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Review Article Open Access
Parkinson's disease (PD) is a progressive neurological disorder of CNS and one of the most common neurodegenerative diseases. The exact mechanisms underlying PD has been unclear but it is believed that multiple factors are involved. Excessive exposure to manganese (Mn) can causes its accumulation in the human brain and subsequent neural damage and even development of PD-like movement disorder, referred to as manganism. Although recent studies indicated the pathologic and clinical distinction between PD and Mn-induced neurotoxicity, genetically they have been shown some common features and associations. In recent years, the role of epigenetic changes has been well studied in brain development as well as different brain diseases including PD. Meanwhile, environmental agents including Mn have been found to damage the developing and mature nervous system through altering epigenetic regulatory pathways such as DNA methylation. The aim of this contribution was to review the epigenetic involvement in the etiology of PD and Mn-induced neurotoxicity. Other aspects of these syndromes were also discussed. Several lines of evidence have indicated that epigenetic modulation of gene plays more important roles in PD processes. On the other hand, Maternal Mn exposure has been found to be able to cause epigenetic changes in genes associated with neurodegeneration. The current data is very limited to show the association of MN-induced epigenetic changes and PD etiology. Although conclusion about the relationship between PD and Mn exposure need more consolidated studies, studying the molecular mechanisms of the effect of Mn, genetically and epigenetically will be helpful to understand the etiology of PD which is essential for therapeutic strategies of this disease.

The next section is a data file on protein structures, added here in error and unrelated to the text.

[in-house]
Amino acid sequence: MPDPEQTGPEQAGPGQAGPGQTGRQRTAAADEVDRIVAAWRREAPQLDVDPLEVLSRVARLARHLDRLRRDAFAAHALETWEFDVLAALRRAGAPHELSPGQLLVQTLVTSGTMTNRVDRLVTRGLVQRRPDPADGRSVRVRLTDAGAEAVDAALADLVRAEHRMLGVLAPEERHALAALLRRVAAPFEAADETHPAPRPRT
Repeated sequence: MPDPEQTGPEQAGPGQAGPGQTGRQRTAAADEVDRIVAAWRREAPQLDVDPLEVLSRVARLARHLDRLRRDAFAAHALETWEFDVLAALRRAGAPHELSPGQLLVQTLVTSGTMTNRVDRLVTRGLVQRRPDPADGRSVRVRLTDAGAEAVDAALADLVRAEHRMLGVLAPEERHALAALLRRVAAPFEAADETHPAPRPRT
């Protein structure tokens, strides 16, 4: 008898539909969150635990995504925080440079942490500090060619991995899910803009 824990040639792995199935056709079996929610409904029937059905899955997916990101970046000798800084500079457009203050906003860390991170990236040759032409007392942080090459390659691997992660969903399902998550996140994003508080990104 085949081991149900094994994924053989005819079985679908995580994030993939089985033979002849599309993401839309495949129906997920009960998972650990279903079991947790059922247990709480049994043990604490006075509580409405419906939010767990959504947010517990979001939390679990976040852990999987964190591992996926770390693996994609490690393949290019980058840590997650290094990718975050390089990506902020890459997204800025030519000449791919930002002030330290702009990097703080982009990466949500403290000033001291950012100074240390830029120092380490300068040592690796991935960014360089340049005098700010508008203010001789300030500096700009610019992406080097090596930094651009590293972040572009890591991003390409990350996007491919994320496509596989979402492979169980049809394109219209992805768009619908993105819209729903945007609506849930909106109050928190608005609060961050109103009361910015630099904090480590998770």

Parkinson's disease, Epigenetics, Manganese, Environmental health, Neurotoxicity, Neurodegenerative disorders., Epigenetic Therapy and Clinical trials,Imprinting Epigenetics